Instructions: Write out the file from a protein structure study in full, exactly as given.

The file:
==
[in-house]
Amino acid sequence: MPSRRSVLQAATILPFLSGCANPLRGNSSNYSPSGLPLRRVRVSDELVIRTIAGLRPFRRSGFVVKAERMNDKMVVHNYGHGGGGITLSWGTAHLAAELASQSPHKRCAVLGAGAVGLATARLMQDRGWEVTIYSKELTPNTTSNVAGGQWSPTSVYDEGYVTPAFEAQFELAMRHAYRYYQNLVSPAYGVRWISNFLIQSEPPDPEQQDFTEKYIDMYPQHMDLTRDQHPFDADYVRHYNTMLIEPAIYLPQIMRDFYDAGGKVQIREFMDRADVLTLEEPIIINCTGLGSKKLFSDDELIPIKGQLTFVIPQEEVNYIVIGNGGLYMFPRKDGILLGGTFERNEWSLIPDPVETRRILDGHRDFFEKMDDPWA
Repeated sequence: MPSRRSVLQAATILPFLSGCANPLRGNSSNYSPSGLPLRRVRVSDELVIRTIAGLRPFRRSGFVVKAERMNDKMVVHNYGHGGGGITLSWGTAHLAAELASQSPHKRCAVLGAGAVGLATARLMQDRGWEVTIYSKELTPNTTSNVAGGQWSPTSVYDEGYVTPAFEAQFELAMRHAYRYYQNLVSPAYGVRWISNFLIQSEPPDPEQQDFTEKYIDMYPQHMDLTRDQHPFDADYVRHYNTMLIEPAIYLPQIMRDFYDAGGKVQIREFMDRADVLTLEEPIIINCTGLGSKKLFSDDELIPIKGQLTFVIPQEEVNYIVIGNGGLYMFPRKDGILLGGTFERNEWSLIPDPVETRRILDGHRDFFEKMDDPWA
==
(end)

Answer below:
[in-house]
Amino acid sequence: MPSRRSVLQAATILPFLSGCANPLRGNSSNYSPSGLPLRRVRVSDELVIRTIAGLRPFRRSGFVVKAERMNDKMVVHNYGHGGGGITLSWGTAHLAAELASQSPHKRCAVLGAGAVGLATARLMQDRGWEVTIYSKELTPNTTSNVAGGQWSPTSVYDEGYVTPAFEAQFELAMRHAYRYYQNLVSPAYGVRWISNFLIQSEPPDPEQQDFTEKYIDMYPQHMDLTRDQHPFDADYVRHYNTMLIEPAIYLPQIMRDFYDAGGKVQIREFMDRADVLTLEEPIIINCTGLGSKKLFSDDELIPIKGQLTFVIPQEEVNYIVIGNGGLYMFPRKDGILLGGTFERNEWSLIPDPVETRRILDGHRDFFEKMDDPWA
Repeated sequence: MPSRRSVLQAATILPFLSGCANPLRGNSSNYSPSGLPLRRVRVSDELVIRTIAGLRPFRRSGFVVKAERMNDKMVVHNYGHGGGGITLSWGTAHLAAELASQSPHKRCAVLGAGAVGLATARLMQDRGWEVTIYSKELTPNTTSNVAGGQWSPTSVYDEGYVTPAFEAQFELAMRHAYRYYQNLVSPAYGVRWISNFLIQSEPPDPEQQDFTEKYIDMYPQHMDLTRDQHPFDADYVRHYNTMLIEPAIYLPQIMRDFYDAGGKVQIREFMDRADVLTLEEPIIINCTGLGSKKLFSDDELIPIKGQLTFVIPQEEVNYIVIGNGGLYMFPRKDGILLGGTFERNEWSLIPDPVETRRILDGHRDFFEKMDDPWA